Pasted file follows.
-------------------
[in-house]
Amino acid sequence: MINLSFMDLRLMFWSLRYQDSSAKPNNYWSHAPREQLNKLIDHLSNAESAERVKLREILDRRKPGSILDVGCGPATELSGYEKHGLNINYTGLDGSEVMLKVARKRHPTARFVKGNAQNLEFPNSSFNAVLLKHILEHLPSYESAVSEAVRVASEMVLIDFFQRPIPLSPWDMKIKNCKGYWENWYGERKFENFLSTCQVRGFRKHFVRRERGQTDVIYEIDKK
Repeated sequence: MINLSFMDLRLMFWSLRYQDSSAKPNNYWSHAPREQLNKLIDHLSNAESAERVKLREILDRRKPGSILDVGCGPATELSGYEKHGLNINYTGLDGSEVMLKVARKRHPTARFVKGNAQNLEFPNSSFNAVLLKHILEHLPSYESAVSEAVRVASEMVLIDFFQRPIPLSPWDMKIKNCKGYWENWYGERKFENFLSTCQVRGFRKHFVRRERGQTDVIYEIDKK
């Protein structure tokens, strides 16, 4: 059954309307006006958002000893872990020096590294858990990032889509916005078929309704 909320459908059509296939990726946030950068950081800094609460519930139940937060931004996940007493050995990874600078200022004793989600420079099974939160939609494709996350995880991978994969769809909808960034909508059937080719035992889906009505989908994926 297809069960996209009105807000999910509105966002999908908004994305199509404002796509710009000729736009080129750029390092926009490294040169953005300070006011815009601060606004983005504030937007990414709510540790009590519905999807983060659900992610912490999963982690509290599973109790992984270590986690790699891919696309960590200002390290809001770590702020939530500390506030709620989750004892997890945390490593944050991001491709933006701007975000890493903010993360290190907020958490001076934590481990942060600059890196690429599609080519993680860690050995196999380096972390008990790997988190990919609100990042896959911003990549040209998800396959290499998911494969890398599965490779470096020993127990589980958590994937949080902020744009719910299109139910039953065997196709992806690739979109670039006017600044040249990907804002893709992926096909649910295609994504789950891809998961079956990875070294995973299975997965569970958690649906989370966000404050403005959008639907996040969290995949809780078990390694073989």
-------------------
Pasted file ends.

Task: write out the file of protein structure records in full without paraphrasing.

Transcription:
[in-house]
Amino acid sequence: MINLSFMDLRLMFWSLRYQDSSAKPNNYWSHAPREQLNKLIDHLSNAESAERVKLREILDRRKPGSILDVGCGPATELSGYEKHGLNINYTGLDGSEVMLKVARKRHPTARFVKGNAQNLEFPNSSFNAVLLKHILEHLPSYESAVSEAVRVASEMVLIDFFQRPIPLSPWDMKIKNCKGYWENWYGERKFENFLSTCQVRGFRKHFVRRERGQTDVIYEIDKK
Repeated sequence: MINLSFMDLRLMFWSLRYQDSSAKPNNYWSHAPREQLNKLIDHLSNAESAERVKLREILDRRKPGSILDVGCGPATELSGYEKHGLNINYTGLDGSEVMLKVARKRHPTARFVKGNAQNLEFPNSSFNAVLLKHILEHLPSYESAVSEAVRVASEMVLIDFFQRPIPLSPWDMKIKNCKGYWENWYGERKFENFLSTCQVRGFRKHFVRRERGQTDVIYEIDKK
């Protein structure tokens, strides 16, 4: 059954309307006006958002000893872990020096590294858990990032889509916005078929309704 909320459908059509296939990726946030950068950081800094609460519930139940937060931004996940007493050995990874600078200022004793989600420079099974939160939609494709996350995880991978994969769809909808960034909508059937080719035992889906009505989908994926 297809069960996209009105807000999910509105966002999908908004994305199509404002796509710009000729736009080129750029390092926009490294040169953005300070006011815009601060606004983005504030937007990414709510540790009590519905999807983060659900992610912490999963982690509290599973109790992984270590986690790699891919696309960590200002390290809001770590702020939530500390506030709620989750004892997890945390490593944050991001491709933006701007975000890493903010993360290190907020958490001076934590481990942060600059890196690429599609080519993680860690050995196999380096972390008990790997988190990919609100990042896959911003990549040209998800396959290499998911494969890398599965490779470096020993127990589980958590994937949080902020744009719910299109139910039953065997196709992806690739979109670039006017600044040249990907804002893709992926096909649910295609994504789950891809998961079956990875070294995973299975997965569970958690649906989370966000404050403005959008639907996040969290995949809780078990390694073989």